The Air Resources Board (ARB or Board) will conduct a public hearing at the time and place noted below to consider amendments to its exhaust emissions regulations for light-, medium- and heavy-duty engines and vehicles. One set of amendments would require that where a manufacturer has certified a light- or medium-duty vehicle model to a federal Tier 2 emissions bin that is more stringent than a California emissions category and does not have an identical California emissions category counterpart, the equivalent model in California would have to be certified either to a more stringent California vehicle emissions category or to the federal standards for the Tier 2 emissions bin. The second set of amendments would adopt additional exhaust emission standards for heavy-duty gasoline engines to align with recently promulgated federal standards. These proposed amendments are designed to implement the principle that only the cleanest available vehicles should be offered in California because of the state’s unique air quality challenges.

DATE: December 7, 2000
TIME: 9:00 a.m.
PLACE: Air Resources BoardBoard Hearing Room, Lower Level 2020 L Street Sacramento, California

This item will be considered at a two-day meeting of the Board, which will commence at 9:00 a.m., December 7, 2000, and may continue at 8:30 a.m., December 8, 2000. This item may not be considered until December 8, 2000. Please consult the agenda for the meeting, which will be available at least 10 days before December 7, 2000, to determine the day on which this item will be considered.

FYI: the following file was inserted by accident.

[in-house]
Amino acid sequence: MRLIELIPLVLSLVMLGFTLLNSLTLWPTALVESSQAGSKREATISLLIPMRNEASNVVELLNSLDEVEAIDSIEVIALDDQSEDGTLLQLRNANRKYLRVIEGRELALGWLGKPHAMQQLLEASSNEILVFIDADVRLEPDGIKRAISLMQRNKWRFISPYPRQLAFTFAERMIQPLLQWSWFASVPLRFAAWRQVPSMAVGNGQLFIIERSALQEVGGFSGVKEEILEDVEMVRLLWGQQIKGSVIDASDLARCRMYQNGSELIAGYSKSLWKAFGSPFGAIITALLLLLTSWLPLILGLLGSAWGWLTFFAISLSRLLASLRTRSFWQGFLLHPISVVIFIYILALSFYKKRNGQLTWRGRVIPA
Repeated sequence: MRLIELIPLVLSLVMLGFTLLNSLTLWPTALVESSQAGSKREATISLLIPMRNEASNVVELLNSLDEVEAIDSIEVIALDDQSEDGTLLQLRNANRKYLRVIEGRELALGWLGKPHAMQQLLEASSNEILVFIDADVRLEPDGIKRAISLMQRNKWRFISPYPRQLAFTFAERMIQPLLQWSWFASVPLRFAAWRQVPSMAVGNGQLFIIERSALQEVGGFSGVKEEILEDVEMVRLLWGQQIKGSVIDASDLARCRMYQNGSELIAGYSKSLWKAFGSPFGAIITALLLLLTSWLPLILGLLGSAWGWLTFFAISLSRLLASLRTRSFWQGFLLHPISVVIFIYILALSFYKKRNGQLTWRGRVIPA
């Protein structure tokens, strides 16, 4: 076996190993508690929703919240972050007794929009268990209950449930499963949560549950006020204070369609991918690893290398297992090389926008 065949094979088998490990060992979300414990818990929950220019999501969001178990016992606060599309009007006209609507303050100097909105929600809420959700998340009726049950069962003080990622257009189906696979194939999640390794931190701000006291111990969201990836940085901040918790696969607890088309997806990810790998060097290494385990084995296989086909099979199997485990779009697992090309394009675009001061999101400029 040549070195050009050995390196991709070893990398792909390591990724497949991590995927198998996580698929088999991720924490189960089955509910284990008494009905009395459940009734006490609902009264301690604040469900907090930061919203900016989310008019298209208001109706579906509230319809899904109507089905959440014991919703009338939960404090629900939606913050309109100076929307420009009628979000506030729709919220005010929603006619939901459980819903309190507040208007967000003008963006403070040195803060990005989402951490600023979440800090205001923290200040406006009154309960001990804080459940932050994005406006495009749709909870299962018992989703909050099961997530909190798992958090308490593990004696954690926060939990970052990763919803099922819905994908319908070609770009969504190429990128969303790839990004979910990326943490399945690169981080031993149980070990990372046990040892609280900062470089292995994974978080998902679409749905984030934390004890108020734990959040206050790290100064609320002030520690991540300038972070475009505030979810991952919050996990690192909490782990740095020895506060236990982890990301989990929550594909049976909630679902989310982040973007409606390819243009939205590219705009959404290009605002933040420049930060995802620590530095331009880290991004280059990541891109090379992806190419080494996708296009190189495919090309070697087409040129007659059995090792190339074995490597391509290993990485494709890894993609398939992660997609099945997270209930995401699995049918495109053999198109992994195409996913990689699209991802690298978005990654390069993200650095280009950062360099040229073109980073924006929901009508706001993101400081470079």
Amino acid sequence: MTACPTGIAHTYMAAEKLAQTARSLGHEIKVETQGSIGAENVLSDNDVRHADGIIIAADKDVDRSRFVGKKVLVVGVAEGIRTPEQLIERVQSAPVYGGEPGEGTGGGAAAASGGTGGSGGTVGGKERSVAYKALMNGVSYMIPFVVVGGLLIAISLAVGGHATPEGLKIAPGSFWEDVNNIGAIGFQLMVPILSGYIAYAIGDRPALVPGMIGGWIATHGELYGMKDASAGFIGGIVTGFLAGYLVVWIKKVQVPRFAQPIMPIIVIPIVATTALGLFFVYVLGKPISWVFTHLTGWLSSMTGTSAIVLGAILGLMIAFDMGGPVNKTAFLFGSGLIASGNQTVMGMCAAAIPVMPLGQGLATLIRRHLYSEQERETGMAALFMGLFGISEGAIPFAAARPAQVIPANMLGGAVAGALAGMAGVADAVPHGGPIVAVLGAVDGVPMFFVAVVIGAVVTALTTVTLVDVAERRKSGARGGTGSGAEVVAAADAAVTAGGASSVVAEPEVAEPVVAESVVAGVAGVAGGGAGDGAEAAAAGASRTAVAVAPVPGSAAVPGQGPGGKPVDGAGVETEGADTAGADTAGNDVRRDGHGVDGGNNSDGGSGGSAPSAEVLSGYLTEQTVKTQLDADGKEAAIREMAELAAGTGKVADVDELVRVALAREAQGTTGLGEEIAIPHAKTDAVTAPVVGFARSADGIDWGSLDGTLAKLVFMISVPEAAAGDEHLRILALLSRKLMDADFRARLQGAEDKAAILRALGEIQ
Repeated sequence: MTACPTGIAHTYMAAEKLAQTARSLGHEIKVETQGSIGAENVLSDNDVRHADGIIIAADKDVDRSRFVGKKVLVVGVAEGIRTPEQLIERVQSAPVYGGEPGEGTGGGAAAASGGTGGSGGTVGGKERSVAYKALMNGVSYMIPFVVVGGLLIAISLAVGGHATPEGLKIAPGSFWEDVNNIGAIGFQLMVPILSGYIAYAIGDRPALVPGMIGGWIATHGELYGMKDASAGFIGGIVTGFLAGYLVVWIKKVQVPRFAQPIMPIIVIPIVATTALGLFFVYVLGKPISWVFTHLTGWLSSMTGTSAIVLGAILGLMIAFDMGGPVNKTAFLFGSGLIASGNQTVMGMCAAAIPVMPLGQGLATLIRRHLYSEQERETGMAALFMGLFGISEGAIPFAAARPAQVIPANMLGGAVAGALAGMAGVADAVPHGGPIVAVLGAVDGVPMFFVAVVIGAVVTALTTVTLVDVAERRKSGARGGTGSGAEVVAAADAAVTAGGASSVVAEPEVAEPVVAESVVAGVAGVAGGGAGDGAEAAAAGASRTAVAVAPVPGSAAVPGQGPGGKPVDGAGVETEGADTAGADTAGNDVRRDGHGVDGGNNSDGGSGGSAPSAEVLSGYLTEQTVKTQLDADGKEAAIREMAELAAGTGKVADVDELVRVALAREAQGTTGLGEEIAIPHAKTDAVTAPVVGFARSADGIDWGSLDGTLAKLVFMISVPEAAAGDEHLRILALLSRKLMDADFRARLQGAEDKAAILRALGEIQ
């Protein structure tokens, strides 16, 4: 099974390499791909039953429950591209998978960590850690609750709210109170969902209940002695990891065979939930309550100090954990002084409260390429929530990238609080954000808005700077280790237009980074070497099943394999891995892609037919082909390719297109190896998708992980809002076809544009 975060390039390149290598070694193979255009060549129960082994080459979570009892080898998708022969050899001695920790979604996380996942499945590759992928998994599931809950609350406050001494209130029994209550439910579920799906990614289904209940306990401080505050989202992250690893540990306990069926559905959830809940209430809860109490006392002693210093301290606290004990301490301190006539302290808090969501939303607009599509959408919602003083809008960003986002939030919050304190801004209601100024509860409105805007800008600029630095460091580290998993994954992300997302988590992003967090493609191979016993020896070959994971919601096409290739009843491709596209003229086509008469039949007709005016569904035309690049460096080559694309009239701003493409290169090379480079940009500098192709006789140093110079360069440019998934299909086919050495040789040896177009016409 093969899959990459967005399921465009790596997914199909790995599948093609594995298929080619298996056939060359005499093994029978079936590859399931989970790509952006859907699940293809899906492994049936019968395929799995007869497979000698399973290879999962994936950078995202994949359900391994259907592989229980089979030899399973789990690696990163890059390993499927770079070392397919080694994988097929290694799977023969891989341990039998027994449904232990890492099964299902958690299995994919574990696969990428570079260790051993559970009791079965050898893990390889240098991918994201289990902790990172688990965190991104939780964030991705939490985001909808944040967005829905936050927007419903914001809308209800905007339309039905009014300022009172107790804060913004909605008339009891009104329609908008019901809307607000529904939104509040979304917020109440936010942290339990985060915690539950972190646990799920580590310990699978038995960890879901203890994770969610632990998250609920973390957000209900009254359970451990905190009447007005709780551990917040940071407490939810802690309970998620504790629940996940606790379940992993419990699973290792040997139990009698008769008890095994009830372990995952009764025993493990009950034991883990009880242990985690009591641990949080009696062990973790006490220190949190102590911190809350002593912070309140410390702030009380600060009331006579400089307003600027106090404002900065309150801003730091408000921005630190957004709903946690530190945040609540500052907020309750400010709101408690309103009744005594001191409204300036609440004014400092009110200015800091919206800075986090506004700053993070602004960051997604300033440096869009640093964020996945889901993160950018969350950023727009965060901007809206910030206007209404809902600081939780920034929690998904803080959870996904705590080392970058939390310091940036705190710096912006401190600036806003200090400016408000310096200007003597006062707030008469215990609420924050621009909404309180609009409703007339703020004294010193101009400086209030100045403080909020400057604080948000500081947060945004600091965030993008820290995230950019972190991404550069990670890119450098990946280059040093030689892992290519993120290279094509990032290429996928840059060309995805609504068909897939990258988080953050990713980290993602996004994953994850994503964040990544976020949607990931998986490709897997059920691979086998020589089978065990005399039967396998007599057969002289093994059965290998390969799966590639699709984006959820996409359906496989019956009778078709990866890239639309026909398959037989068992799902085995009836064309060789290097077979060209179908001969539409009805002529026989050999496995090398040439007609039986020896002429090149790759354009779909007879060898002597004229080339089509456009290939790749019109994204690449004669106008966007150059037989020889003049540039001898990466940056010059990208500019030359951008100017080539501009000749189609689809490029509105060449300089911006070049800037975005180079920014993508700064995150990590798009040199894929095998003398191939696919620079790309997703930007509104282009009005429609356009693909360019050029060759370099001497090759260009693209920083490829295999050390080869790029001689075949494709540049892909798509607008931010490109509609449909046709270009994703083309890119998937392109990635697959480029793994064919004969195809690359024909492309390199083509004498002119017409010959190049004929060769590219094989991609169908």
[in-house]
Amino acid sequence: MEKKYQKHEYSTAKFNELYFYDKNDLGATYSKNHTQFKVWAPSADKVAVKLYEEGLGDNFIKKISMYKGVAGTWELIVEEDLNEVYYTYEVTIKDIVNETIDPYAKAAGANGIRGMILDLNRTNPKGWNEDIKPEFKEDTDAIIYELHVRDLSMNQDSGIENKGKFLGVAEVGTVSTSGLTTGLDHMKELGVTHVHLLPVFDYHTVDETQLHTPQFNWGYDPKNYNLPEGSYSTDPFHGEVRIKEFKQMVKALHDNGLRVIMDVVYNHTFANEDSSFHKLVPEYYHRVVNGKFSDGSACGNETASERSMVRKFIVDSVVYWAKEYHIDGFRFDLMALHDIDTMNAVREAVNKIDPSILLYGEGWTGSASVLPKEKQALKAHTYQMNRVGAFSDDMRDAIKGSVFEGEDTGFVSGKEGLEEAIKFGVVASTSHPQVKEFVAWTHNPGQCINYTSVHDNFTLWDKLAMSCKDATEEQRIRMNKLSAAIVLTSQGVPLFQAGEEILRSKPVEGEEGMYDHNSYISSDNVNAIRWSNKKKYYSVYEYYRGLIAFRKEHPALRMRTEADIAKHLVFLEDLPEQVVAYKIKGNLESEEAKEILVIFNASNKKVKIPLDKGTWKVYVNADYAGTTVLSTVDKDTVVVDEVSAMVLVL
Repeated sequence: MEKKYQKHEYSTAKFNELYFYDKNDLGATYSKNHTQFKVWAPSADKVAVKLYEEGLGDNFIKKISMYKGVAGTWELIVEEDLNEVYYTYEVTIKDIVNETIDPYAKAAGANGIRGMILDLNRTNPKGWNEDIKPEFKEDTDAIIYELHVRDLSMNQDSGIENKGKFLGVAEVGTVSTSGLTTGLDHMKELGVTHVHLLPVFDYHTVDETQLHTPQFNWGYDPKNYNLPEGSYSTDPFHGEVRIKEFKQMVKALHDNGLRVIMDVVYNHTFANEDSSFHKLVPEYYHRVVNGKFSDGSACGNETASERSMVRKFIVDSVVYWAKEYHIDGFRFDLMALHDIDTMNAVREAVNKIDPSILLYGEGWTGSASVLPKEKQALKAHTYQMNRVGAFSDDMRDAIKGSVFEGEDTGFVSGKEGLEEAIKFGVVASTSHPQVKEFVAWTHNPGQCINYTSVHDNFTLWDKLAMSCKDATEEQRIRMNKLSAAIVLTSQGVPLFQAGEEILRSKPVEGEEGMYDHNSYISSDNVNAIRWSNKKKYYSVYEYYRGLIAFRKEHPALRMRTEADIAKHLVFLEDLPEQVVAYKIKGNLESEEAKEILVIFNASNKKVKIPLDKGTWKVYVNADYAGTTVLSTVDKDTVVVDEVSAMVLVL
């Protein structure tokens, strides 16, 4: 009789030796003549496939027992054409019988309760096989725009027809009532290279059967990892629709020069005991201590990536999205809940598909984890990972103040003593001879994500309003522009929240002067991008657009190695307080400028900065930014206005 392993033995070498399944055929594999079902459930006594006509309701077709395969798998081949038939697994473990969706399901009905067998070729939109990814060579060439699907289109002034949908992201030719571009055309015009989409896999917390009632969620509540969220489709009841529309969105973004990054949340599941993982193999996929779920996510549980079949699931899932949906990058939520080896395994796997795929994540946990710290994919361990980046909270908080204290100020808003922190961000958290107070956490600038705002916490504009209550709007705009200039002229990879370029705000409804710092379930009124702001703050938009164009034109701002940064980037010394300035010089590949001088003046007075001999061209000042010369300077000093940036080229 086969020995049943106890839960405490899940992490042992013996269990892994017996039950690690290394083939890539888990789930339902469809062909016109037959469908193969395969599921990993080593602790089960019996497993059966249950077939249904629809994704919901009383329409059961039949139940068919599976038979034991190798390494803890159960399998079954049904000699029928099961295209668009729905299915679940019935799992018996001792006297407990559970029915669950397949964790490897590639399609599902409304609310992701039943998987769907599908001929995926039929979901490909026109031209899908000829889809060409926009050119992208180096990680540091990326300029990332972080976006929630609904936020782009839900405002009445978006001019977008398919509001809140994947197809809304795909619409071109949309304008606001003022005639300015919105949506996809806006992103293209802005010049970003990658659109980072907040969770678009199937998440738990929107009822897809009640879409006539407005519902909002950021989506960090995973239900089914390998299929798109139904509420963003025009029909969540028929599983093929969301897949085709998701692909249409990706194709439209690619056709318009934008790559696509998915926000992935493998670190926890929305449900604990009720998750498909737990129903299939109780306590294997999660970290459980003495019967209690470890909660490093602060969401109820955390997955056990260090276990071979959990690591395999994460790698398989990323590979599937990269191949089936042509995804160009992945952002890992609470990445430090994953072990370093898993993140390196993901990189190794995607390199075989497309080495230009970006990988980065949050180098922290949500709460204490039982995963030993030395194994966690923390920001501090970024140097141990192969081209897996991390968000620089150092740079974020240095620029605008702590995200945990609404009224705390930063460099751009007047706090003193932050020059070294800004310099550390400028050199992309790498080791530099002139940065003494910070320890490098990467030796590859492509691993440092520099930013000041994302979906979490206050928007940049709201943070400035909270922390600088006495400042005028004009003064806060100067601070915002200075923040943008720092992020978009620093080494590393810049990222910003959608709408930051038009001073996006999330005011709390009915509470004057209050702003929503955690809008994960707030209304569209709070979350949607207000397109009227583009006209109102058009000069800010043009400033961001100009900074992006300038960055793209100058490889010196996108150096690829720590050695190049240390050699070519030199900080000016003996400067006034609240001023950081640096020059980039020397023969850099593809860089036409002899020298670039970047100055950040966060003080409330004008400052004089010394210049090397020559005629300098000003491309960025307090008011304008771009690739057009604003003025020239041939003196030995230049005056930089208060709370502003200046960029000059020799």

This facility is accessible to persons with disabilities. If accommodation is needed, please contact the Clerk of the Board at (916) 322-5594, or TDD (916) 324-9531 or (800) 700-8326 for TDD calls from outside the Sacramento area by November 22, 2000, to ensure accommodation.


Sections Affected
: Amendments to title 13, California Code of Regulations (CCR), section 1961 and the incorporated "California Exhaust Emission Standards and Test Procedures for 2001 and Subsequent Passenger Cars, Light-Duty Trucks, and Medium-Duty Vehicles," and section 1956.8 and the incorporated "California Exhaust Emission Standards and Test Procedures for 1987 and Subsequent Model Heavy-Duty Otto-Cycle Engines and Vehicles." Adoption of the incorporated new "California Exhaust Emission Standards and Test Procedures for 2004 and Subsequent Model Heavy-Duty Otto-Cycle Engines and Vehicles."

Proposed Amendments Affecting Light- and Medium-Duty Vehicles

Background – The California LEV I and LEV II Programs
. The Board adopted the second phase of its Low-Emission Vehicle (LEV II) program for passenger cars, light-duty trucks and medium-duty vehicles following a November 1998 hearing. These regulations are a continuation of the original Low-Emission Vehicle (LEV I) program adopted in 1990. Both the LEV I and LEV II regulations include three primary elements: (1) tiers of exhaust emission standards for increasingly more stringent categories of low-emission vehicles, (2) a mechanism requiring each manufacturer to phase-in a progressively cleaner mix of vehicles from year to year with the option of credit banking and trading, and (3) a requirement that a specified percentage of passenger cars and lighter light-duty trucks be ZEVs, vehicles with no emissions.